I recently had an insight about anicca. I think it is my own insight because I do not remember reading it anywhere. Say you use your magic wand and make anicca go away. What would happen? The whole world would freeze. Any movement cannot be possible because movement is change. So now you cannot breathe. Everybody will be frozen statues.

Anicca makes life possible. That is my insight about anicca. This insight did not come to me during a sitting. My sittings helped me develop subtlety of mind. The subtlety of mind and contemplation and reflection then gave me this insight. It may not be a deep insight but that will do for me for now. I keep on continuing my practice. I enjoy it and it is fun and an adventure.
Take everything I say with a grain of salt.

Liongate

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Re: Insight
« Reply #3 on: January 26, 2016, 06:10:36 AM »
Perhaps you need to remove your expectations regarding insight. I don't think you'll find it if you're looking for it.

Goofaholix

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Re: Insight
« Reply #4 on: January 26, 2016, 08:31:18 AM »
You know you have insight when you notice that something that was once a cause of suffering, confusion, craving, or aversion for you no longer seems to have the same hold over you.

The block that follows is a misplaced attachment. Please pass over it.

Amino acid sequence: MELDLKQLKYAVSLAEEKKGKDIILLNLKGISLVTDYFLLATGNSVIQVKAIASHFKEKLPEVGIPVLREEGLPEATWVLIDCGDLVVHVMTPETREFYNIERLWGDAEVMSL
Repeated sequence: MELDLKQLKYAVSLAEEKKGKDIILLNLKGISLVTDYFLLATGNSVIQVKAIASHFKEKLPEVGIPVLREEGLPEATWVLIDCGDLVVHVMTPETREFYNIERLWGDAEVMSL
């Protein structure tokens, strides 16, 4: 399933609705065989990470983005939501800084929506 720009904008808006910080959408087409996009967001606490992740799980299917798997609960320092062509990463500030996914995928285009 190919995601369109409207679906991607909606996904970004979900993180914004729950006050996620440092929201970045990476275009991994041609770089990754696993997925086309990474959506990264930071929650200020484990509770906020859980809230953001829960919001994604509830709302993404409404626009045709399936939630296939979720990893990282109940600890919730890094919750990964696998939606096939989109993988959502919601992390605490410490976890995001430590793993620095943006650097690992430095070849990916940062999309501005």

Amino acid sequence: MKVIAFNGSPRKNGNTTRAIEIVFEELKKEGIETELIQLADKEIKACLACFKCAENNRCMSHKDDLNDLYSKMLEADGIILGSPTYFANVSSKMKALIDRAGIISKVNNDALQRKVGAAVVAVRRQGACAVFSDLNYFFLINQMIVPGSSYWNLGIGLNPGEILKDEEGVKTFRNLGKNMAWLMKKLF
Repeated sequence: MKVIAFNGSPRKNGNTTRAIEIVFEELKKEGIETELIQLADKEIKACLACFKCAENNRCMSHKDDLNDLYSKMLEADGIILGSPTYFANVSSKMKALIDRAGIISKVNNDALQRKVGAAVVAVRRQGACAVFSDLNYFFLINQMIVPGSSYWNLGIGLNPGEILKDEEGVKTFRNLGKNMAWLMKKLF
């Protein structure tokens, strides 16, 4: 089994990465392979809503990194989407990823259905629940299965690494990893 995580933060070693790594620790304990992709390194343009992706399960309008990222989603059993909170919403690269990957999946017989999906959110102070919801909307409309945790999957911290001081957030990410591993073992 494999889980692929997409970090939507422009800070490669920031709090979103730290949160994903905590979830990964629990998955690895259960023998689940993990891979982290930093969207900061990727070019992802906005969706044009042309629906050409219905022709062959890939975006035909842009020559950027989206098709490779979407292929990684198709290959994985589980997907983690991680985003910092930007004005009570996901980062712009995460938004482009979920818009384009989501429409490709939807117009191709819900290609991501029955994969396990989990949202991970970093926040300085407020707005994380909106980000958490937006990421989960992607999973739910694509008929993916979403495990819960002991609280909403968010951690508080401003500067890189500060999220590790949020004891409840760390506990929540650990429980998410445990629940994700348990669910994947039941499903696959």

Marc60

Re: Insight
« Reply #5 on: January 26, 2016, 10:10:39 AM »
Quote
I dont understand how to see this pain as anicca. It felt that it was not going to go away unless I moved. So it felt like a constant permanent pain.

I made the same experience as you. Me too I dont see pain as aniicca in this case.
Of course everything is interacting. sometimes in a short, sometimes in a long run. So, things or beings change and thats maybe anicca. But if I have unbearable pain in my legs......I think it wont help me if I say anicca will help me.
I have pain I am acting this means I am moving my legs and the pain relieves. Is this this still anicca then? Somehow yes because its impermanent  ::)

Attachless

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Re: Insight
« Reply #6 on: January 26, 2016, 01:53:14 PM »
Ps: after writing it I'm not sure if it actually answers your question, but it elaborates kinda hiow I think the insight of anicca is more of a moment to moment application of equanimity towards experience, which can be deepened, and is not an insight you get once and thats it. It's like the ocean, you stsrt on the surface, intellectually, and go deeper with every experience, sometimes more up again, then back deep again, probably deeper as before, or not, but what the depth - any depth - of insight should do is lead to equanimity, so insight is only a means to its effect, which is equanimity, so start eith equanimity anyway, here's why, and it may bribg you more at peace with the "when do I have insight of anicca" thing - this is a question I believe many many have, taken from my experience and those of others. Often asking myself "whats the fuss about anicca anyway, I still dont get it" .. Anyway, here's my take on, which atleast makes me be in peace with anicca. :-P hope it helps.